About half of Americans use social media to follow news about COVID-19 vaccines
Amid debates about the role of social media in spreading misinformation related to COVID-19 vaccines, about half of Americans say they get some (30%) or much (18%) news and information about these vaccines have on social media. The other half (51%) say they didn’t receive much or no messages this way, according to a new poll from the Pew Research Center conducted July 26 through August. 8, 2021.
Given the focus on social media’s role as a source of information (or misinformation) about COVID-19 vaccines, the Pew Research Center surveyed between July 26 and August 8, 2021 to evaluate how important these platforms were to Americans to receive news about the coronavirus pandemic. Everyone who took the survey is a member of the center’s American Trends Panel (ATP), an online polling panel recruited through national random samples of residential addresses. This way, almost all US adults have a chance of choice. The poll is weighted to be representative of the adult US population by gender, race, ethnicity, party affiliation, education, and other categories. Read more about the methodology of ATP. Here are the questions that were used for this analysis, along with the answers and methodology.
This is the latest report in the Pew Research Center’s ongoing survey of the State of News, Information and Journalism in the Digital Age, a research program funded by The Pew Charitable Trusts with generous support from the John S. and James L. Knight Foundation.
While about half of adults in the US get some or a lot of vaccine news on social media, only 6% find it the most important way and 33% say it’s important but not the most important way. For the majority of Americans (60%), social media isn’t an important way to stay up-to-date with news about COVID-19 vaccines. That includes the 31% who don’t get vaccination information at all on social media.
The percentage of Americans who say social media is a major source of COVID-19 vaccine news is increasing among those who regularly check for news on social media platforms.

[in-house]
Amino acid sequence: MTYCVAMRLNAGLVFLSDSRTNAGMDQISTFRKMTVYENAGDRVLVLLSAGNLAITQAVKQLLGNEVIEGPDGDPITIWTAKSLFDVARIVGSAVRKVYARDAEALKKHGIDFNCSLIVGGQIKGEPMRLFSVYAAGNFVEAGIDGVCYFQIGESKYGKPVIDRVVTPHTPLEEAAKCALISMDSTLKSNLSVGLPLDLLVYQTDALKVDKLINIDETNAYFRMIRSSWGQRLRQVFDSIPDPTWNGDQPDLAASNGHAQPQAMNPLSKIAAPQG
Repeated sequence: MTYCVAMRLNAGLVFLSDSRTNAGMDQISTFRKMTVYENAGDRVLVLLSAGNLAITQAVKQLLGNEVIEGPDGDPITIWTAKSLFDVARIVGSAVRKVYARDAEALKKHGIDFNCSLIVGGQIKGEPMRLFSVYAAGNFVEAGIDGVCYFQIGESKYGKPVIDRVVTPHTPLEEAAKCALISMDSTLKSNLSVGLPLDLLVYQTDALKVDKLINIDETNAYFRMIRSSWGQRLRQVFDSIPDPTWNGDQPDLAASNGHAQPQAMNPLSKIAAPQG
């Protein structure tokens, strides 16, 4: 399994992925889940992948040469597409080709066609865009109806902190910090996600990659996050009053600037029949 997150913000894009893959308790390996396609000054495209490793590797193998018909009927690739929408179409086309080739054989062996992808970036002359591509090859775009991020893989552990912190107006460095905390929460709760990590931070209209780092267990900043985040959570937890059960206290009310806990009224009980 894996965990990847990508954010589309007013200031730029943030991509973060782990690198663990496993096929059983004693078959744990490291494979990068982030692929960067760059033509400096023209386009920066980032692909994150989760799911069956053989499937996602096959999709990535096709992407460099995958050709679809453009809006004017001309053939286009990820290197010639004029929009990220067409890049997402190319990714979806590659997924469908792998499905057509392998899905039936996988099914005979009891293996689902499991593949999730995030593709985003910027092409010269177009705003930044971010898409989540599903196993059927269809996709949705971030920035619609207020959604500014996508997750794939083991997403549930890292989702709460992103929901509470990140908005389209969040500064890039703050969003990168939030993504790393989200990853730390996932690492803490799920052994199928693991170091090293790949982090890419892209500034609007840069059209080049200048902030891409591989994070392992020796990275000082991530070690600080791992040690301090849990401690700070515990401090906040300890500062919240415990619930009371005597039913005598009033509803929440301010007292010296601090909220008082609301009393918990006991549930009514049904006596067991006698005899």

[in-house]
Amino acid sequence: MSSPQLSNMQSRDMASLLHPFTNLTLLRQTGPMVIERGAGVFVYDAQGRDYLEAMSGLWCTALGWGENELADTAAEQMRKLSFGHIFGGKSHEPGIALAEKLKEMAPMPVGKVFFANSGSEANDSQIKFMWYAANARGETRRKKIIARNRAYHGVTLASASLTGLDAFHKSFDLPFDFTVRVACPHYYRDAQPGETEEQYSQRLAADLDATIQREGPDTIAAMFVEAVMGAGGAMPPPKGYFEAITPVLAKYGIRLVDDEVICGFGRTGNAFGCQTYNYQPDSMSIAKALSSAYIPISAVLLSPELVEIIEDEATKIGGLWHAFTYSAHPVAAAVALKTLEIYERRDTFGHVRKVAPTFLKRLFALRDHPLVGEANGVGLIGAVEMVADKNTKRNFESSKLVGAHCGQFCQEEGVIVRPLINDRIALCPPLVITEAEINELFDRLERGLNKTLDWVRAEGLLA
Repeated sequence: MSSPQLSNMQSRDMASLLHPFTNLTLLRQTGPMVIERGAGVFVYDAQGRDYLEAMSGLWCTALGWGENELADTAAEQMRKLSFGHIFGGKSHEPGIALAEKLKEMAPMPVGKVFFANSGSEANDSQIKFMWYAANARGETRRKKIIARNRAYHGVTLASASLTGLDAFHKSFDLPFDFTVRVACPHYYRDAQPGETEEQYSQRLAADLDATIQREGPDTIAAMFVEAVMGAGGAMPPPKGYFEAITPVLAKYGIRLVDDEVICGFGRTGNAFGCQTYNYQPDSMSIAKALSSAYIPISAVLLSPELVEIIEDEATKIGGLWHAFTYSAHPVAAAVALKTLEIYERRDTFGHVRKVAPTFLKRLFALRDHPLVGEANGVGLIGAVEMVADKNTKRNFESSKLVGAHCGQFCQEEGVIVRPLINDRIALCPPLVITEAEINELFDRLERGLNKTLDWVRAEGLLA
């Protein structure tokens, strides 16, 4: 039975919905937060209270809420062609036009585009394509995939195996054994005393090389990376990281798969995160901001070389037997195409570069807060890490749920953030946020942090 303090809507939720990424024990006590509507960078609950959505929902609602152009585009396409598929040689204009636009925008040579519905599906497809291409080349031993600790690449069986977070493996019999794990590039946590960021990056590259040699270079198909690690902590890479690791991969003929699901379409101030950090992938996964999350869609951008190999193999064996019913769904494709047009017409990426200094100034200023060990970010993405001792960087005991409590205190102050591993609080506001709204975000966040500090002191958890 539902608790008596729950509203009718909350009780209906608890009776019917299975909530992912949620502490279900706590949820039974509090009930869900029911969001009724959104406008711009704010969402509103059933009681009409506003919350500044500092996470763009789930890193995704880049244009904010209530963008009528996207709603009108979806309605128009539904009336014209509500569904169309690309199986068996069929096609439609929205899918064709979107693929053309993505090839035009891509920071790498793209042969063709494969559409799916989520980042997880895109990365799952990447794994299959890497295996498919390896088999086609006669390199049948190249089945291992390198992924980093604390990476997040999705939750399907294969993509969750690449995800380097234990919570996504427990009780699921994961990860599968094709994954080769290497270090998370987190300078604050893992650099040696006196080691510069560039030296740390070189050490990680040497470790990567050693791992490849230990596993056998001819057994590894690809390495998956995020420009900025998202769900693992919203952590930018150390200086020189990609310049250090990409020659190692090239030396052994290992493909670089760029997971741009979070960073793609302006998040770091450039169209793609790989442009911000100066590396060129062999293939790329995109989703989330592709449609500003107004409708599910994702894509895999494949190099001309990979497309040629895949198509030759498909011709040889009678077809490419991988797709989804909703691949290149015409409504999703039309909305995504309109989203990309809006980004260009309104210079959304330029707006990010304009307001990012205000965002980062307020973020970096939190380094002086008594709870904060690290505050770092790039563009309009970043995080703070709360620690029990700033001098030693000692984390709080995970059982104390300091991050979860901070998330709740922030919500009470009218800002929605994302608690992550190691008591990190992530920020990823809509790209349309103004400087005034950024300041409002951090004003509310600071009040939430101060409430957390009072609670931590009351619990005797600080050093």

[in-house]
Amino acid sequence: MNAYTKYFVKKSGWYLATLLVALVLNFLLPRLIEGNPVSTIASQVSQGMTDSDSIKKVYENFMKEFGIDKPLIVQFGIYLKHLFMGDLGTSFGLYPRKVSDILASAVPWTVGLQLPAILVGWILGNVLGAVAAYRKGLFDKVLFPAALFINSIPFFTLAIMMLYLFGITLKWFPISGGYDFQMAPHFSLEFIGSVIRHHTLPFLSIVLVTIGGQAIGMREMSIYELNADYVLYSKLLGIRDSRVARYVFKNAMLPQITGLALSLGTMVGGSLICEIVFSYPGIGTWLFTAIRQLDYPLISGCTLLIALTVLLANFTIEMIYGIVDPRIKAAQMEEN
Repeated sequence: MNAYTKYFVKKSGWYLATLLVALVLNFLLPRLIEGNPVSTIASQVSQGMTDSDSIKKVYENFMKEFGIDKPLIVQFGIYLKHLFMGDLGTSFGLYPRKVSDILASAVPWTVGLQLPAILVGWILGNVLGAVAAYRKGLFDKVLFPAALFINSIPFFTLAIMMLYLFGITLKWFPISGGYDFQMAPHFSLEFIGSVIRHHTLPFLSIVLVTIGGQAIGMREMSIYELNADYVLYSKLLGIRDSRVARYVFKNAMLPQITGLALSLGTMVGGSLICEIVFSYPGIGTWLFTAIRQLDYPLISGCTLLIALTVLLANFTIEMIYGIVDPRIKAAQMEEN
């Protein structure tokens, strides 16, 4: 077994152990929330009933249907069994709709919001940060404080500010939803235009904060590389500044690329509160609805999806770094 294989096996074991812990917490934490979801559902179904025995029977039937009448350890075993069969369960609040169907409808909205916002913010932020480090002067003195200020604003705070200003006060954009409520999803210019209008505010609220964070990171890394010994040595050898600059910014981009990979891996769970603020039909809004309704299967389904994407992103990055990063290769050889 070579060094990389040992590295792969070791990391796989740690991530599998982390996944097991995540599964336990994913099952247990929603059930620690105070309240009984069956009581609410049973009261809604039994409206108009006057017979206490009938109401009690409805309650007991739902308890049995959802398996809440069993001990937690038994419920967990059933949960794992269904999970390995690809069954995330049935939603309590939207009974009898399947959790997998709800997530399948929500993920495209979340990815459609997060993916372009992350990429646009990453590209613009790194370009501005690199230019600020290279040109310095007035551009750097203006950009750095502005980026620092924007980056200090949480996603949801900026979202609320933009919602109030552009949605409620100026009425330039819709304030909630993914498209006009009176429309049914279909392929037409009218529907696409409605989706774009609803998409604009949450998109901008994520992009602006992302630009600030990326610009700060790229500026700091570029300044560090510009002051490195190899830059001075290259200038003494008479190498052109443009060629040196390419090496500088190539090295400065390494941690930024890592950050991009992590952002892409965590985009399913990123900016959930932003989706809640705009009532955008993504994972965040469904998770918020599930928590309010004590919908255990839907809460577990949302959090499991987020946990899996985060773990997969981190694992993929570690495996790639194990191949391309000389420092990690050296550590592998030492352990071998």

Of the 53% of Americans who say they regularly receive messages from at least one of the 10 social media sites surveyed, nearly three-quarters say they have received a lot (30%) or some (43%) of the news and information about COVID-19 vaccines on social media. And about six in ten of this group (61%) say social media is an important way to stay up to date with news about COVID-19 vaccines, although only 11% say it is the most important way.
If you look at individual social media sites, the vast majority of Americans who receive regular news from every site get at least some vaccine news on social media, and many get a lot. About four in ten Americans who regularly receive messages on Snapchat (39%) and Instagram (40%) say they have received a lot of vaccine-related news and information on social media. The same goes for about a third of Americans who regularly receive updates on Twitter, Facebook, and TikTok. Almost three in ten of those who regularly get updates on LinkedIn, YouTube, and Reddit say they get a lot of news about COVID-19 vaccines on social media. For two of the sites surveyed – WhatsApp and Twitch – not enough Americans rely on news to individually analyze their answers to these questions.
Three-quarters or more of Americans who regularly check Snapchat (79%), TikTok (77%), and Instagram (75%) for news, say social media is an important way to learn about news about COVID -19 vaccines to stay up to date. All in all, 60% or more of Americans who regularly receive messages from each of the eight individually analyzed websites say social media is an important way to keep up with that news.
The ultimate reach of COVID-19 vaccine information on social media is also influenced by the percentage of Americans who use each website for news. For example, while 31% of Americans say they turn to Facebook for messages, only 4% turn to Snapchat for messages.
In terms of demographics, younger Americans and women are more likely than older Americans to get better or related to the fact that these people are primarily more likely to use social media for messaging.
Note: Here are the questions that were used for this analysis, along with the answers and methodology.
Amy Mitchell is the director of journalism research at the Pew Research Center. Jacob Liedke is a research fellow with a focus on journalism and media at the Pew Research Center.